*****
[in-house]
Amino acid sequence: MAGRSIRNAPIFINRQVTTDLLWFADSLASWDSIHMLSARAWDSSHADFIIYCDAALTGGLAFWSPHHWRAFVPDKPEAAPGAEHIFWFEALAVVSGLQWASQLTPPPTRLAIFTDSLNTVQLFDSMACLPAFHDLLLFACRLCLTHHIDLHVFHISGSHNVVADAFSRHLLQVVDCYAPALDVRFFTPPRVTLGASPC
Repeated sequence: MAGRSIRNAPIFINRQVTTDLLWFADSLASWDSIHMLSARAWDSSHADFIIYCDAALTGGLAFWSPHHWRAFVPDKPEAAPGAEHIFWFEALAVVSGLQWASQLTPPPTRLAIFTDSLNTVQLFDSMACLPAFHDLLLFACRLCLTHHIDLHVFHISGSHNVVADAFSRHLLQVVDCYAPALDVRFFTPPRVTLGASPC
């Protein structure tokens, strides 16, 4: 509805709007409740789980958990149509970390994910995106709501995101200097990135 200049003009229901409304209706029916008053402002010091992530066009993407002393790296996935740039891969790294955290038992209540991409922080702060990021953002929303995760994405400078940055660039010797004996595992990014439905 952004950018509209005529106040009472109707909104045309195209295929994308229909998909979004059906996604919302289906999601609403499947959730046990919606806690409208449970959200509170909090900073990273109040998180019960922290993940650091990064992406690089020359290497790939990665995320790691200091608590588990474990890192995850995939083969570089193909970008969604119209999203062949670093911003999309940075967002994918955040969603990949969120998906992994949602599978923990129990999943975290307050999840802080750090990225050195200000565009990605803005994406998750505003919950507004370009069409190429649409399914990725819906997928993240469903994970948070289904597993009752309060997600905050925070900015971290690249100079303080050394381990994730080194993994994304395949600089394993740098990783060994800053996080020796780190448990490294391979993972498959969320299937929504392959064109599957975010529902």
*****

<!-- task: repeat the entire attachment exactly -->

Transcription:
[in-house]
Amino acid sequence: MAGRSIRNAPIFINRQVTTDLLWFADSLASWDSIHMLSARAWDSSHADFIIYCDAALTGGLAFWSPHHWRAFVPDKPEAAPGAEHIFWFEALAVVSGLQWASQLTPPPTRLAIFTDSLNTVQLFDSMACLPAFHDLLLFACRLCLTHHIDLHVFHISGSHNVVADAFSRHLLQVVDCYAPALDVRFFTPPRVTLGASPC
Repeated sequence: MAGRSIRNAPIFINRQVTTDLLWFADSLASWDSIHMLSARAWDSSHADFIIYCDAALTGGLAFWSPHHWRAFVPDKPEAAPGAEHIFWFEALAVVSGLQWASQLTPPPTRLAIFTDSLNTVQLFDSMACLPAFHDLLLFACRLCLTHHIDLHVFHISGSHNVVADAFSRHLLQVVDCYAPALDVRFFTPPRVTLGASPC
């Protein structure tokens, strides 16, 4: 509805709007409740789980958990149509970390994910995106709501995101200097990135 200049003009229901409304209706029916008053402002010091992530066009993407002393790296996935740039891969790294955290038992209540991409922080702060990021953002929303995760994405400078940055660039010797004996595992990014439905 952004950018509209005529106040009472109707909104045309195209295929994308229909998909979004059906996604919302289906999601609403499947959730046990919606806690409208449970959200509170909090900073990273109040998180019960922290993940650091990064992406690089020359290497790939990665995320790691200091608590588990474990890192995850995939083969570089193909970008969604119209999203062949670093911003999309940075967002994918955040969603990949969120998906992994949602599978923990129990999943975290307050999840802080750090990225050195200000565009990605803005994406998750505003919950507004370009069409190429649409399914990725819906997928993240469903994970948070289904597993009752309060997600905050925070900015971290690249100079303080050394381990994730080194993994994304395949600089394993740098990783060994800053996080020796780190448990490294391979993972498959969320299937929504392959064109599957975010529902």